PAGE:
Containing a Shiite symbol of hope
| WASHINGTON; AND BEIRUT, LEBANON
In the US search for enemy No. 1 in Iraq, with Saddam Hussein detained and Abu Musab al-Zarqawi buried, Moqtada al-Sadr appears to be taking the lead. Recent clashes between US and US-backed Iraqi soldiers and Sadr's Shiite militiamen, leading up to the spectacular show of force by his followers in their southern stronghold of Amarah last week, has catapulted him to the rank of principal threat to Iraq's stability.
It's a convenient notion, but misguided. The Sadrist movement cannot be reduced to its armed militia any more than the matter of militias can be reduced to its Sadrist version. His movement reflects a deep social divide among Shiites, while the proliferation of militias is more symptom than cause of Iraq's collapse.
The Iraq war brought to the fore a plethora of new actors and social forces. Of these, none is more enigmatic than Sadr. Although he comes from a prestigious line of Shiite clerics, he was the most unlikely of heirs. Young, with few religious credentials, he held a relatively insignificant position within his own family and was virtually unknown outside it. The former regime, so prompt to respond to threats, real or imaginary, never took him seriously, and Sadr was never in real jeopardy.
Following the US invasion, Sadr and his followers were dismissed as irrelevant; the US and its Iraqi allies considered his behavior inconsistent, his judgment erratic, his discourse inflammatory, and his followers a mob of fanatics. Three years later, the enormity of that miscalculation is plain. Sadrists play a key part in government and parliament. The young imam enjoys a cult-like following among Shiite masses. His Mahdi Army may have emerged bloodied from its early confrontations with US forces, but it is still standing – no small achievement given the disparity in forces.
As with so much else, the US got things wrong because it listened to those who said what it wanted to hear – in this case, former Shiite exiles who viewed Sadr at best as insignificant, at worst as a dangerous intruder. But while the exiles came from one social order, the war ushered in another. The ensuing upheaval emboldened the more disadvantaged, impoverished Shiites. They did not feel represented by the exiles any more than by the traditional clerical leadership, both of whom the US co-opted. The intra-Shiite division is not really about ideology, politics, or theology. It is, above all, about social class.
The US helped build a political process that made it easy, at first, to exclude Sadr. It was not so easy to cut him off from his social base. Because he was one of them, Sadr found ready support among poor Shiites. They identified with his subordinate family status and the vexations he endured, while his lack of education made them feel better about their own. Based in popular aspirations more than clerical tradition, the Sadrist movement is more social than religious. It articulates the frustrations, hopes, and demands of many who have no other representative and who remain marginalized in the post-Hussein order.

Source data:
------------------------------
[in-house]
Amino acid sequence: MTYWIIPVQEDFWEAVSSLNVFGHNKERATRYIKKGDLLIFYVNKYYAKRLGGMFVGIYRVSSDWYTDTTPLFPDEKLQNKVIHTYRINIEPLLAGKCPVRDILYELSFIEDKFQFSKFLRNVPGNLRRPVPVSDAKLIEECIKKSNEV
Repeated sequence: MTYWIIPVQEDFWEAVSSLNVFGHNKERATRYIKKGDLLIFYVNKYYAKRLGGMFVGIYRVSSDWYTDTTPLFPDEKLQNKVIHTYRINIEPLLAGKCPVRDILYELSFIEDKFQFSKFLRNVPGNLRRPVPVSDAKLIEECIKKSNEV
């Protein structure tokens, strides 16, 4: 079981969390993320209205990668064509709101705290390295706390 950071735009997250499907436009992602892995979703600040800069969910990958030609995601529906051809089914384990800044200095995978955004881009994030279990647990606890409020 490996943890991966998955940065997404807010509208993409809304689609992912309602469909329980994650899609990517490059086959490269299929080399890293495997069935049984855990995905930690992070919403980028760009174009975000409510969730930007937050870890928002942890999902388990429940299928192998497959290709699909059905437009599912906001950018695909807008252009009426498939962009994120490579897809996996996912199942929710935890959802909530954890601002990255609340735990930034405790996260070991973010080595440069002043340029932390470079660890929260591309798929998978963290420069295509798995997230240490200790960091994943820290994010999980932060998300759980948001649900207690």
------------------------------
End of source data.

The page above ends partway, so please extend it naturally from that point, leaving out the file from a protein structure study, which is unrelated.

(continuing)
The Mahdi Army can be properly understood only in this context. Mahdi Army members make up for their dispossession and exclusion in various ways. They find employment as security personnel for ministries under Sadr's control, borrow ministry cars to carry out their missions, and get involved in racketeering and theft. Membership also has its symbolic rewards: Militiamen carry weapons, defy traditional social hierarchies, and impose their own moral standards.
In all this, the Mahdi Army differs little from the vast array of militias that have sprung up since the war. The state has failed to redistribute resources and ensure basic security, so private militias have stepped into the void, providing alternative means to acquire goods and services, gain protection, or – most perniciously – mete out their version of justice. As more armed groups compete for a limited share of wealth and power, one turns against the other, and their leaders – Sadr included – see their control gradually slip away.
That has been the case in recent months. The Mahdi Army's actions belie Sadr's appeals to his followers not to respond to "US provocations" and not to "fall in the trap" of a new cycle of open confrontations. Most notably, sectarian killings by Sadrists contradict what Sadr claims he stands for – the unity of Iraq.
What's the right response? Paradoxically, the most pressing step – dismantling the militias – should not be the first one. Instead, Iraq and the US should focus on limiting the militias' role to protecting civilians in places where government forces cannot. Meanwhile, they must take strong action against politi- cal assassinations, sectarian attacks, or attempts to overrun government offices, as happened last week in Amarah when Sadr forces attacked police stations.
Sadr is distracting US policymakers, and it may be comforting to designate him the latest public enemy No. 1. But the real issues that warrant attention are the social grievances that he echoes and the failings of the Iraqi government that feed the growth of armed militias. Neither problem can be addressed by military means, by prematurely pressing the Iraqi government to disarm the militias, or by singling out the Sadrists. There has been enough misdirection in this war already. Let's not choose the wrong target again.
• Robert Malley is Middle East program director and Peter Harling is a senior analyst at the International Crisis Group.